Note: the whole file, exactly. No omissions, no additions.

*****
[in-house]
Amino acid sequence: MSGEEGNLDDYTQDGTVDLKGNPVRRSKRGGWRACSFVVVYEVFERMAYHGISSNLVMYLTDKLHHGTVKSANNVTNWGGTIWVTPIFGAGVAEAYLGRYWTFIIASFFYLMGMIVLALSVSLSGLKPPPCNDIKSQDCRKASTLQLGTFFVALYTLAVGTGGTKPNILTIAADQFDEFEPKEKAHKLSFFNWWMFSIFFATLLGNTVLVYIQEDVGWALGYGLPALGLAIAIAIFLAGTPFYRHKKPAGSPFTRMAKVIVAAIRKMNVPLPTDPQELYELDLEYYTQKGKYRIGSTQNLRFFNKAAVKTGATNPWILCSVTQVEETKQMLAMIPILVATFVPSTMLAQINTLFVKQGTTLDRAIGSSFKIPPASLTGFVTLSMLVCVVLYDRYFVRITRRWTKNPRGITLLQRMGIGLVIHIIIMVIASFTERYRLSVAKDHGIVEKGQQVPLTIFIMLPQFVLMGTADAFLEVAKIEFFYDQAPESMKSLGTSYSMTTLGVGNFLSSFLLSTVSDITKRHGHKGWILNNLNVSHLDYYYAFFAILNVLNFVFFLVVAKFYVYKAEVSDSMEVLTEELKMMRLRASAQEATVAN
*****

[in-house]
Amino acid sequence: MSGEEGNLDDYTQDGTVDLKGNPVRRSKRGGWRACSFVVVYEVFERMAYHGISSNLVMYLTDKLHHGTVKSANNVTNWGGTIWVTPIFGAGVAEAYLGRYWTFIIASFFYLMGMIVLALSVSLSGLKPPPCNDIKSQDCRKASTLQLGTFFVALYTLAVGTGGTKPNILTIAADQFDEFEPKEKAHKLSFFNWWMFSIFFATLLGNTVLVYIQEDVGWALGYGLPALGLAIAIAIFLAGTPFYRHKKPAGSPFTRMAKVIVAAIRKMNVPLPTDPQELYELDLEYYTQKGKYRIGSTQNLRFFNKAAVKTGATNPWILCSVTQVEETKQMLAMIPILVATFVPSTMLAQINTLFVKQGTTLDRAIGSSFKIPPASLTGFVTLSMLVCVVLYDRYFVRITRRWTKNPRGITLLQRMGIGLVIHIIIMVIASFTERYRLSVAKDHGIVEKGQQVPLTIFIMLPQFVLMGTADAFLEVAKIEFFYDQAPESMKSLGTSYSMTTLGVGNFLSSFLLSTVSDITKRHGHKGWILNNLNVSHLDYYYAFFAILNVLNFVFFLVVAKFYVYKAEVSDSMEVLTEELKMMRLRASAQEATVAN